Visiting the Maleku tribe

  1. May 2015

We started our travels early in the morning; it was roughly a 3 hour drive to the Maleku reservations, near the town of Guatuso. Once we got there, a truck took our luggage up to our location while we walked on a long, strenuous, hilly, and rocky road. By the time we got up to the dining area, we were all extremely sweaty because of the strenuous walk we were not prepared for. Once we got up to the dining area we had lunch. The locals knew we were on the reservations so they wanted to play a pickup game of soccer. On our way down to the pickup game we walked through the village to invite people to come watch or to come play.

The next morning we woke up and had breakfast around 7:00. We then split up into two groups; the first group took a tour in the dry forest and the second group worked on an art of painting on a shell of a fruit. The tour in the dry forest consisted of our guide Alex showing all of us plants that are medically used and animals that are living in the section of the forest we were walking in. In previous decades, the rubber tree was used for light and to keep the bugs away. The main issue about this tree is the Nicaraguan’s fought over and killed many Maleku for this tree. Then we painted on a gourd which is a shell from a fruit. They wanted to show us this indigenous art, because for most Malekus this is their source of income. Later in the day we went on a frog tour and our goal was to be the first to spot the red eyed tree frog. Next we were told more about their lifestyle and what all of the crafts meant by the animals drawn.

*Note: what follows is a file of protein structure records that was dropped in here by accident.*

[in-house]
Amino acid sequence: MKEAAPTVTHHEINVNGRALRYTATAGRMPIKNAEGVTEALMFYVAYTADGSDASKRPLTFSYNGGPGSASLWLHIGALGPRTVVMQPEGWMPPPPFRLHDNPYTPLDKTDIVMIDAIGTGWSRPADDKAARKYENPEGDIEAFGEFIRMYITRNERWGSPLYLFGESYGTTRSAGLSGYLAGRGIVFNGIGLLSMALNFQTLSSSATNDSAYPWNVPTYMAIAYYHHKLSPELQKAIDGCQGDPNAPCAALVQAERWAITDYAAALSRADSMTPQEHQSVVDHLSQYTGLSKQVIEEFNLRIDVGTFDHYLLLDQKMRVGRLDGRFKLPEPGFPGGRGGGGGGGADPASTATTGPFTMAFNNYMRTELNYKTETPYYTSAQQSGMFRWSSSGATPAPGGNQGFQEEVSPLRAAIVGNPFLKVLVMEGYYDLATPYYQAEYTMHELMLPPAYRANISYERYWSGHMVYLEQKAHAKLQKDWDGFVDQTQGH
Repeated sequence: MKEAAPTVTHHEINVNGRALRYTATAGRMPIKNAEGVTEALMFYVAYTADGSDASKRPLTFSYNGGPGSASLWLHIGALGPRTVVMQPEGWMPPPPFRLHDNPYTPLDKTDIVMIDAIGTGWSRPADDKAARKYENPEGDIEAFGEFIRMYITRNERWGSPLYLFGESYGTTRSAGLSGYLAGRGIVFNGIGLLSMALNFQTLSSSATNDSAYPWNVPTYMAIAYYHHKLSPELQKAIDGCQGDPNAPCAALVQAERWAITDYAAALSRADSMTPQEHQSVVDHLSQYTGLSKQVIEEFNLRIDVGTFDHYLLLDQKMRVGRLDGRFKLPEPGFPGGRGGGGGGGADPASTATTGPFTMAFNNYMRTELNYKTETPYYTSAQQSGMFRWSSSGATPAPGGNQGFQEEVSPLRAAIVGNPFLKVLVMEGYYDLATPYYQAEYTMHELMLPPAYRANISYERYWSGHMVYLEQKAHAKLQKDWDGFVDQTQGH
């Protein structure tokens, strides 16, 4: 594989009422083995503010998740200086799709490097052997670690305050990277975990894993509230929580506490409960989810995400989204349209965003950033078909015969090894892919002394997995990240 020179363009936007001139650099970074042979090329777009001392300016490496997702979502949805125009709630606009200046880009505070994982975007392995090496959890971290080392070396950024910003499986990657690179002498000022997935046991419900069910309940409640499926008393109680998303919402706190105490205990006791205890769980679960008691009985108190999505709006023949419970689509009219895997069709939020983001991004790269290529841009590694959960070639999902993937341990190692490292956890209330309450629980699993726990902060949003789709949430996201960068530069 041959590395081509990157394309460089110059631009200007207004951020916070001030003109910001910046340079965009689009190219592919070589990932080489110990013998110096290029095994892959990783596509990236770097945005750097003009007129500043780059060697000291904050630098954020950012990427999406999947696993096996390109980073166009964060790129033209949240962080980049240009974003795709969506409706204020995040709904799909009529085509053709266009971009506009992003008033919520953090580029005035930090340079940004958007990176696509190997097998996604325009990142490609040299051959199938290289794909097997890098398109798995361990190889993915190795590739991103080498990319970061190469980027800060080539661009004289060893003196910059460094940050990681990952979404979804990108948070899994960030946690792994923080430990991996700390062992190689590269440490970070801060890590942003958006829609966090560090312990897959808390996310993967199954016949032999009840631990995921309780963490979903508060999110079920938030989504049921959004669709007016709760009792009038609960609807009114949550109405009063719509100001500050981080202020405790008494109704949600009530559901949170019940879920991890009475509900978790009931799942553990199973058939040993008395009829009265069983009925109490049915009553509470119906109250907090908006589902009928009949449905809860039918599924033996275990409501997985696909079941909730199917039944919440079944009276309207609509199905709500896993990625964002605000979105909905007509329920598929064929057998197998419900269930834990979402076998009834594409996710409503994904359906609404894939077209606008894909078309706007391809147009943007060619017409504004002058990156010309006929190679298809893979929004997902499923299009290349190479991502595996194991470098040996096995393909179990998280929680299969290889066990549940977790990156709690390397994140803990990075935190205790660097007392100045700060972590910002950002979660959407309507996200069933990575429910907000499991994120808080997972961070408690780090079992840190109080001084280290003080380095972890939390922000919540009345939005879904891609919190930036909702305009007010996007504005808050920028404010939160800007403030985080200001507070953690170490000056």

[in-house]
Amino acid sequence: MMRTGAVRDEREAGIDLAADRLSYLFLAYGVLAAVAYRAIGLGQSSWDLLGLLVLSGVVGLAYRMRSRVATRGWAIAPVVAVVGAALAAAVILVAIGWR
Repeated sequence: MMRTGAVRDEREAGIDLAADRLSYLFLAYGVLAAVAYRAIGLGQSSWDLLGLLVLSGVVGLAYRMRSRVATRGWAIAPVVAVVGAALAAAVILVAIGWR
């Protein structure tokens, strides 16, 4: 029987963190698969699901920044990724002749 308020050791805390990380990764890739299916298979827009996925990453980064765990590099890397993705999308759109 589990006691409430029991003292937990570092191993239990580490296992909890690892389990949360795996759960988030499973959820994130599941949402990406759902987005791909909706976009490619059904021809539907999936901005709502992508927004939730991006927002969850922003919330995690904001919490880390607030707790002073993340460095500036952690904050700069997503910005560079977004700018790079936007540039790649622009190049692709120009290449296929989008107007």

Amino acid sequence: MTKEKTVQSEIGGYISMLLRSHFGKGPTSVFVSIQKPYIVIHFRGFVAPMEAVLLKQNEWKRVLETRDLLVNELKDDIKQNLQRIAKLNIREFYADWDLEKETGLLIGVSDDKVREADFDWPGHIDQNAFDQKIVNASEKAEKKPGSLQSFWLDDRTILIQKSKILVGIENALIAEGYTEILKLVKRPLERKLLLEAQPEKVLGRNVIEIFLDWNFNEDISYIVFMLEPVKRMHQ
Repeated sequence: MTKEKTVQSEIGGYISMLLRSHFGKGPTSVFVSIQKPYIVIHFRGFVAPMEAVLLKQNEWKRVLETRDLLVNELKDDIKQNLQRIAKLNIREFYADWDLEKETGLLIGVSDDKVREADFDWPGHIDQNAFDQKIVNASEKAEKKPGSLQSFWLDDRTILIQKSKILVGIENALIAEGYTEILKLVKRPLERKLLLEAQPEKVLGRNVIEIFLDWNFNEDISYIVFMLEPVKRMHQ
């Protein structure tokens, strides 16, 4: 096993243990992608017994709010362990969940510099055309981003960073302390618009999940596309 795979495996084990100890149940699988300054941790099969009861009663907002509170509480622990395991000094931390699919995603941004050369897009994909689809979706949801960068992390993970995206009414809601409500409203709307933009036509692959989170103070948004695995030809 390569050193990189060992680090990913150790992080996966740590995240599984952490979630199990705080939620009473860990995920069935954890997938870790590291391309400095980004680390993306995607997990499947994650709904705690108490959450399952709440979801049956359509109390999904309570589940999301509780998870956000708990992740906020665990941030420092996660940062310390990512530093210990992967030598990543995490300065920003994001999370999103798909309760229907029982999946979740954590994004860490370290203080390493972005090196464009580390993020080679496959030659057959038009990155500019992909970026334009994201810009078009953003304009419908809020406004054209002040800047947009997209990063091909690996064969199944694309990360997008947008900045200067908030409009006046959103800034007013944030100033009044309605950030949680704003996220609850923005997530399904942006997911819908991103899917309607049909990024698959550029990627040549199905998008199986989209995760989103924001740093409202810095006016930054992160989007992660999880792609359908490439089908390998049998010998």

The final item of the day was playing a soccer game against the local men and women’s teams. Starting off, the men successfully won a 2-1 game with assistant coach Patrick and a student, Yona, scoring for our team. Then the girls played with a 3-3 tie with Jelly, Morgan, and Rachel scoring. We then went into a penalty kick shootout. For both teams all 11 women went through and kicked a penalty kick to decide the winner. Now both EMU teams are 1-0. That night after dinner a few of the Maleku people came up to perform a ceremony for us in order to show us their appreciation for our visit as well as show us how they worship their god, Toku. They wore what looked like burlap and a straw-like outfit for the ceremony. They chanted, sang, and danced around a campfire and they also had us join them so that we could be more involved in their ceremony process. We also took time to tell the people what we appreciated about their lifestyle because they live so much differently than us, because they work to preserve nature and take care of the world around us.

-Becca Borg